High school Junior shares how her life changed after her brother’s death

By Abigail Warren

The Tower (Grosse Pointe, Michigan)

Emma Peters was getting ready for bed, just as any other typical Thursday night, when her life changed an instant. Peters learned that her 32 year old brother, Martin E. Peters, commonly known as Marty, had died.

Marty was living on a hospital bed in Emma’s home for two months before passing away on March 13 2014, Emma  said. It was a peaceful yet devastating death,  she said.

Marty was diagnosed with a rare type of brain cancer in June 2010, Emma said. He underwent both radiation and chemotherapy treatment and eventually was cancer-free until April 2013. When the cancer returned, Marty was put through the same treatments a second time. The cancer was too strong this time around.

Although Emma was somewhat expecting the death of her brother, in the beginning, it was a very big challenge.

“At first, it was really tough on me. I kind of stopped trying in school. I couldn’t seem to accept that he was really gone ”, Emma said, “However, as the months went on. it got easier with all the amazing support from my family and friends.”

As a whole, the Peters family took Marty’s death and tried to find the best out of the worst, Emma  said.  Instead of letting his death have a permanent, negative effect on their lives, they sought the positives out of the tragedy.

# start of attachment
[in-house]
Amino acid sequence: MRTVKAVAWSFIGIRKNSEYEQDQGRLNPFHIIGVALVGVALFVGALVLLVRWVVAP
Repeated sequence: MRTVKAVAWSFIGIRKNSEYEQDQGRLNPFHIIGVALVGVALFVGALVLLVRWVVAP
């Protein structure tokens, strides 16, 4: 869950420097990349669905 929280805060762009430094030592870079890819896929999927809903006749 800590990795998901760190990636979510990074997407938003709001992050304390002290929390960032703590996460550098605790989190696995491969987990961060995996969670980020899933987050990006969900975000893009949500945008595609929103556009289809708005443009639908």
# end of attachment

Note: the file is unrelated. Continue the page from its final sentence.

“Of course, it was terrible, and I was upset for a time period, but it really made me reevaluate how I was living my life,”  Emma said. “I tried to use this experience in a positive way rather than a negative one.”

Through this time, Emma turned to family, friends and a  faith-based Christian group known as YoungLife to get through this difficult time, she said.

“Everyone who supported Emma Peters can see what a strong girl she is,”  friend Caitlin Cunnane ‘16 said.

“I can’t even imagine what she was going through,” Cunnane said, “ but she kept her head up and stayed strong.”

As well as friends, family recognized a change in Emma,  brother Alex Peters ‘13 said.

“This made Emma see life in a different way. She was always a carefree spirit, but I think Marty’s death made her want to be the happiest she could be,” Alex  said. “And in my opinion, that is what she’s been doing.”

Marty’s  death brought the family closer together, Emma said. It was and still is very hard on her family, but they know Marty will always be with them and continue traditions to keep him a part of their family.

“On his birthday we all eat his favorite meal which is pizza from Pizza Pappalis, and everyone (over 21) in my family cracks a beer in his honor,”  Emma  said.

The Peters family learned a lot from this experience, Emma said. They learned that family is the most important thing in life.

Aside from her family keeping Marty a part of their lives, Emma individually continues to keep Marty a part of her everyday life.

“Every day I say a little something to him, whether it’s about my day or the food I ate. Anything really,” Emma said,  “I know that he is watching over me and is sending his love.”

Marty was a person who many looked up to, and Emma especially idolized him, she said. When they were young Emma would always look up to Marty, and still does today.

She said, “Now more than ever, Marty is my hero.”

Photo Credit: The Tower

About Grace Masback

Grace Masback, 17, aspires to give voice to the voiceless and holds the modest ambition of becoming the voice of Gen Z. Frustrated by the dearth of impactful platforms for teen journalists, she founded WANT, a news, sports, and entertainment website that aggregates the best in high school journalism from school newspapers and teen bloggers around the world (www.wantnewsforteens.com).

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